Snowstorm Hercules hammered the northeastern United States yesterday, causing flight delays, paralysing road travel and closing schools and government offices.
Travel chaos spread across the region. US airlines cancelled more than 2,300 flights nationwide ahead of the storm and hundreds more flights were expected to be cancelled or delayed yesterday, especially at New York and Boston airports.
The storm brought bone-chilling temperatures and high winds from the lower Mississippi Valley to the Atlantic coast, with nearly 60cm of snow falling in some areas of Massachusetts.
Governors in New York and New Jersey declared states of emergency, urging residents to stay in their homes. Hundreds of schools were shut down in Boston and New York, extending the Christmas break for tens of thousands of students.
Massachusetts Governor Deval Patrick ordered state offices to remain closed today, warning that temperatures outside were "very, very dangerous".
New York Governor Andrew Cuomo said: "People should definitely consider staying in their homes if the storm continues as we expect.
"This is nothing to be trifled with. We have learned too well over the past few years the power of Mother Nature. We have seen the damage that has been done."
Watch: Snowstorm bears down on northeastern United States
The storm - named Hercules by the US Weather Channel - will serve as a first test for New York city's new mayor, Bill de Blasio, who assumed his post on Wednesday. He said the city had "laser" focus as it braced for what was to come. "We are ready," he said.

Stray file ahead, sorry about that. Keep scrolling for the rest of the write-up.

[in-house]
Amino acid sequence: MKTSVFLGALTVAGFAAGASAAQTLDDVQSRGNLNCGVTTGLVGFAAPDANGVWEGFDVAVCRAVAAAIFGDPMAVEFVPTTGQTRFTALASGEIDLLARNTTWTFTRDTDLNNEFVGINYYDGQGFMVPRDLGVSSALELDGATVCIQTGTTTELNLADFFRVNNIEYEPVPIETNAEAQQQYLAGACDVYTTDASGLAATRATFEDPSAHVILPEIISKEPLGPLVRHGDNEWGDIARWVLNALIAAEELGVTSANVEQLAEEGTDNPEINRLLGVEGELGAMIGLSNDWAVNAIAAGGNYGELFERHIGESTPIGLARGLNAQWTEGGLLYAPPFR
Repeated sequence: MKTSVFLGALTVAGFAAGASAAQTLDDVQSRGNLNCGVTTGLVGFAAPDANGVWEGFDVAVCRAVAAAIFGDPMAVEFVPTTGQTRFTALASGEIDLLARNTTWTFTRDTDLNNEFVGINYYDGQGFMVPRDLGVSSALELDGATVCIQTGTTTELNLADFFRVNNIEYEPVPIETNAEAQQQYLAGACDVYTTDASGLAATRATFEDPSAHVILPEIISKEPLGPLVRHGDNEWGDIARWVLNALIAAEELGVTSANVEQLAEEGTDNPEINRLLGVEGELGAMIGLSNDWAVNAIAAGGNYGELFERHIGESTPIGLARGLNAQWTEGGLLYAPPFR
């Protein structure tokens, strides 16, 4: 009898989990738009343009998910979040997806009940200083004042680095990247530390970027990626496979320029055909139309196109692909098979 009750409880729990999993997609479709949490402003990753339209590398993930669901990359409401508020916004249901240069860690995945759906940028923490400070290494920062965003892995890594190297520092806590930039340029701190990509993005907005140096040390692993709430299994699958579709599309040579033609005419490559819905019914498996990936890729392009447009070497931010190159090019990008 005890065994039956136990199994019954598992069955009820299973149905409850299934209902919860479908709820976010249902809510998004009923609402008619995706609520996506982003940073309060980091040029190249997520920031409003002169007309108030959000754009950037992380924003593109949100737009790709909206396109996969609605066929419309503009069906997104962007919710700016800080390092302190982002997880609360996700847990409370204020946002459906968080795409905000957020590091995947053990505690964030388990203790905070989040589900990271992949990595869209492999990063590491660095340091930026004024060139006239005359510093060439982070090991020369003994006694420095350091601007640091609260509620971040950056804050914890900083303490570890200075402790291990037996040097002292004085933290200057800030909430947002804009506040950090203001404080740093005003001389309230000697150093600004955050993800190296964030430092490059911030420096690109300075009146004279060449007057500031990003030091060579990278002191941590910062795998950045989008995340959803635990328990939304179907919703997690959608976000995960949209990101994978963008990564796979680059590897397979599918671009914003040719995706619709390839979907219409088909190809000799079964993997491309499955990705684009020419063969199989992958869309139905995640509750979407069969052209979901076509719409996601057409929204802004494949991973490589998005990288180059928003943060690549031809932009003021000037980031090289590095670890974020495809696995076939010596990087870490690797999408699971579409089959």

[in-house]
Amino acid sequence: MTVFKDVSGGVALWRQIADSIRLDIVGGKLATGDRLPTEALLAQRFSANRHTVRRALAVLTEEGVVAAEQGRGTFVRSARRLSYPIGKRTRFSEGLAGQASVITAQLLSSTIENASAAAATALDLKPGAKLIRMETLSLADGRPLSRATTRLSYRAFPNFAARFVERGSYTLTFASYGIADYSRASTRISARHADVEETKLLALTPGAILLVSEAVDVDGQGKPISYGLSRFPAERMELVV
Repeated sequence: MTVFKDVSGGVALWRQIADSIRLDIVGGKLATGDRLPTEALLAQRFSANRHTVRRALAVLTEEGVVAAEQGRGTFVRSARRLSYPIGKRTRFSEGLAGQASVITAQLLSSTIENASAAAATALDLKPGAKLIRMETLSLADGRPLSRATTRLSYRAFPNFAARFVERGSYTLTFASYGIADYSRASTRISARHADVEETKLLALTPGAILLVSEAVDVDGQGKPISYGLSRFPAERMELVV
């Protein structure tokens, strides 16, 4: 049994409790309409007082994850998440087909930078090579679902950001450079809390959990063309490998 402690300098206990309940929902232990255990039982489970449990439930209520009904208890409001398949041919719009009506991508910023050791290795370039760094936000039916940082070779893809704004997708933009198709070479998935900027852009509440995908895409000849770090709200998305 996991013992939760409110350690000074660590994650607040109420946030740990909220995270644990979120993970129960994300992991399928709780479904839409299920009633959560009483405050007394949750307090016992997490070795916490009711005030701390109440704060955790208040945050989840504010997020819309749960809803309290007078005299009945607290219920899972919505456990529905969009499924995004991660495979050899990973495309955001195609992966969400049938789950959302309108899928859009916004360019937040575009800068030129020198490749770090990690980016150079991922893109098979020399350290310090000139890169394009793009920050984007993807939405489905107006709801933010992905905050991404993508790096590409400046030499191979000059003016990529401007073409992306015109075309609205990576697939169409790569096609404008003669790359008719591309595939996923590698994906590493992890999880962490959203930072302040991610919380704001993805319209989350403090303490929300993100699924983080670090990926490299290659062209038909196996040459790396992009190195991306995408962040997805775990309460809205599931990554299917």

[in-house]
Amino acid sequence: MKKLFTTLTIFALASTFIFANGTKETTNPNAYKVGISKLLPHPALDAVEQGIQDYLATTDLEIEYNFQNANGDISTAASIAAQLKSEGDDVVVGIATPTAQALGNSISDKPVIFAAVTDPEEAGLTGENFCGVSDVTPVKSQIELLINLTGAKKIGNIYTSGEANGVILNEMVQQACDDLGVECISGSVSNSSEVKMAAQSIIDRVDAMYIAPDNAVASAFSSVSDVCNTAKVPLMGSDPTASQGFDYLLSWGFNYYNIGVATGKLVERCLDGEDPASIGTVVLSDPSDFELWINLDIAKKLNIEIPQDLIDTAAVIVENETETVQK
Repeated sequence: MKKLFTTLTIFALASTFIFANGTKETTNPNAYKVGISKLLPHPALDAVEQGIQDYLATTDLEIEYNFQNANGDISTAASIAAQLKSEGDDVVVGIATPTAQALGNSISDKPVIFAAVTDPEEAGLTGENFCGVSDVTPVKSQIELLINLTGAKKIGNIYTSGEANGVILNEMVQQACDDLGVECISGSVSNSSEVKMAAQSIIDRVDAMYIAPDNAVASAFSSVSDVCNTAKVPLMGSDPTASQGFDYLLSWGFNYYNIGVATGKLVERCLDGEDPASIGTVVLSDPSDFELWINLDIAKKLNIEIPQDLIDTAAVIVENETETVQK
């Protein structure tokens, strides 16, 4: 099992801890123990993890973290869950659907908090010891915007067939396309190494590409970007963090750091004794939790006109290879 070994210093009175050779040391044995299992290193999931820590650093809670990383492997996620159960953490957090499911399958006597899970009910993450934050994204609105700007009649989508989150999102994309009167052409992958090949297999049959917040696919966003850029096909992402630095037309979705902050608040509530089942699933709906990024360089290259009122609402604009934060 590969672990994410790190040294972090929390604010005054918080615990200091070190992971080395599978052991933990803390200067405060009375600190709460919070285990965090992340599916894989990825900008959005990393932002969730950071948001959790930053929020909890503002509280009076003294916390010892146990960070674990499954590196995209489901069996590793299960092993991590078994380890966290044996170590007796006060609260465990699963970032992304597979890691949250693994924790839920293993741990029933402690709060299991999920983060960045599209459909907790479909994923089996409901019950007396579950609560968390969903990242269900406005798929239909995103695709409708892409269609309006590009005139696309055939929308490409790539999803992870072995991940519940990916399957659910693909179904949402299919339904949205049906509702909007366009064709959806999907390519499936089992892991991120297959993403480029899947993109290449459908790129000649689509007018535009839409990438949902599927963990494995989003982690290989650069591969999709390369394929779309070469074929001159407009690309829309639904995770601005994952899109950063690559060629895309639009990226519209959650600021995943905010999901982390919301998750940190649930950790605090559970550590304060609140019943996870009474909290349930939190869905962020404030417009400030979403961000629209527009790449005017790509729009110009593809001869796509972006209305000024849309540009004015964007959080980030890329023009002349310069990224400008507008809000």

A city worker in Philadelphia was killed after a machine he was using was crushed by a mound of de-icing rock salt, NBC News reported.
In Chicago, a man was in a critical condition after being pulled out of an icy Lake Michigan by firefighters.
The snow will be followed by a blast of frigid air that will drive temperatures down, said Kim Buttrick, a meteorologist in Massachusetts.
Forecasters said temperatures were plummeting to well below freezing and wind chill readings could hit minus 23 degrees Celsius.
Some major highways in New York state were shut down overnight and Metro-North trains around New York city were operating on a reduced schedule.
"It's been a tough road," said traveller Heather Krochuk, of Toronto, Canada, inside a Boston hotel on Thursday night after her flight was cancelled. "(But) we have a place to sleep that isn't the airport."
New York's three major airports prepared hundreds of camp beds to accommodate stranded travellers.
"We have a few hundred cots at each of the airports should you decide to become an overnight guest," said Thomas Bosco, an official with the Port Authority of New York and Jersey, at New York's LaGuardia Airport. The authority also runs the Newark and John F. Kennedy airports.
Boston's Logan International Airport said up to a quarter of its scheduled flights had been cancelled on Thursday.
Ruben Raskin of San Jose, California, who was in the Boston area visiting his girlfriend, worried that his flight yesterday out of Logan could be delayed or cancelled.
"It kind of reminds me why I moved to San Jose after going to college out here," said Raskin, 23.
Associated Press, Reuters, Bloomberg